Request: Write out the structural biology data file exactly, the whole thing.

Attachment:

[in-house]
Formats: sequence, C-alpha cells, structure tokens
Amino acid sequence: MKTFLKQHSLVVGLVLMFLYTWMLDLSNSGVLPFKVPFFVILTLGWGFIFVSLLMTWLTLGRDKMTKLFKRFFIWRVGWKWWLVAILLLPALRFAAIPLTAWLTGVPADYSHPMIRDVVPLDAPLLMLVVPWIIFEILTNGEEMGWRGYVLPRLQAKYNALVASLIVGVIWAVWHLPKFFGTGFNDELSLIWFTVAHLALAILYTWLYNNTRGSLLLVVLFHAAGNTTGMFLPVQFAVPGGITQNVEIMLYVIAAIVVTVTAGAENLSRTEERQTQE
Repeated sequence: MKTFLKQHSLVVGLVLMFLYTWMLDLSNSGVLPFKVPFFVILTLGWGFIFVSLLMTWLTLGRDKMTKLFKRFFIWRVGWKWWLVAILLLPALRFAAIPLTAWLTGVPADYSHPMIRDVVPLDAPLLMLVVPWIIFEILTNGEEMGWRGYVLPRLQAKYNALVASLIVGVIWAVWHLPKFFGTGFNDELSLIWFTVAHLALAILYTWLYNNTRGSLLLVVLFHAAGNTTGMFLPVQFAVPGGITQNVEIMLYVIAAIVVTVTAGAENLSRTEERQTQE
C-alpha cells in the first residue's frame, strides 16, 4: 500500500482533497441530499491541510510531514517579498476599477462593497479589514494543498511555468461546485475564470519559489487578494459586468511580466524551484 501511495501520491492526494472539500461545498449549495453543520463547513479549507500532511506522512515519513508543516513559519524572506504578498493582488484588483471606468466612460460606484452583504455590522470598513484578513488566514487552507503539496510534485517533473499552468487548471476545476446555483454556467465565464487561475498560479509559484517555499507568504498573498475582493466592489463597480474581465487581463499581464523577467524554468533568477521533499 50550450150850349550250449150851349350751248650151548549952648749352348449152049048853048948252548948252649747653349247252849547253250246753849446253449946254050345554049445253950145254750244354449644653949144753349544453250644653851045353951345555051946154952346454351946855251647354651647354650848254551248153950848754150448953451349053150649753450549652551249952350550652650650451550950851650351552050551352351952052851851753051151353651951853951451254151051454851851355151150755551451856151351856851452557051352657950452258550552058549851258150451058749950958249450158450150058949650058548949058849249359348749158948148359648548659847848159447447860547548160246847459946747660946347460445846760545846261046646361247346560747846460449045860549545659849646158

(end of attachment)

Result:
[in-house]
Formats: sequence, C-alpha cells, structure tokens
Amino acid sequence: MKTFLKQHSLVVGLVLMFLYTWMLDLSNSGVLPFKVPFFVILTLGWGFIFVSLLMTWLTLGRDKMTKLFKRFFIWRVGWKWWLVAILLLPALRFAAIPLTAWLTGVPADYSHPMIRDVVPLDAPLLMLVVPWIIFEILTNGEEMGWRGYVLPRLQAKYNALVASLIVGVIWAVWHLPKFFGTGFNDELSLIWFTVAHLALAILYTWLYNNTRGSLLLVVLFHAAGNTTGMFLPVQFAVPGGITQNVEIMLYVIAAIVVTVTAGAENLSRTEERQTQE
Repeated sequence: MKTFLKQHSLVVGLVLMFLYTWMLDLSNSGVLPFKVPFFVILTLGWGFIFVSLLMTWLTLGRDKMTKLFKRFFIWRVGWKWWLVAILLLPALRFAAIPLTAWLTGVPADYSHPMIRDVVPLDAPLLMLVVPWIIFEILTNGEEMGWRGYVLPRLQAKYNALVASLIVGVIWAVWHLPKFFGTGFNDELSLIWFTVAHLALAILYTWLYNNTRGSLLLVVLFHAAGNTTGMFLPVQFAVPGGITQNVEIMLYVIAAIVVTVTAGAENLSRTEERQTQE
C-alpha cells in the first residue's frame, strides 16, 4: 500500500482533497441530499491541510510531514517579498476599477462593497479589514494543498511555468461546485475564470519559489487578494459586468511580466524551484 501511495501520491492526494472539500461545498449549495453543520463547513479549507500532511506522512515519513508543516513559519524572506504578498493582488484588483471606468466612460460606484452583504455590522470598513484578513488566514487552507503539496510534485517533473499552468487548471476545476446555483454556467465565464487561475498560479509559484517555499507568504498573498475582493466592489463597480474581465487581463499581464523577467524554468533568477521533499 50550450150850349550250449150851349350751248650151548549952648749352348449152049048853048948252548948252649747653349247252849547253250246753849446253449946254050345554049445253950145254750244354449644653949144753349544453250644653851045353951345555051946154952346454351946855251647354651647354650848254551248153950848754150448953451349053150649753450549652551249952350550652650650451550950851650351552050551352351952052851851753051151353651951853951451254151051454851851355151150755551451856151351856851452557051352657950452258550552058549851258150451058749950958249450158450150058949650058548949058849249359348749158948148359648548659847848159447447860547548160246847459946747660946347460445846760545846261046646361247346560747846460449045860549545659849646158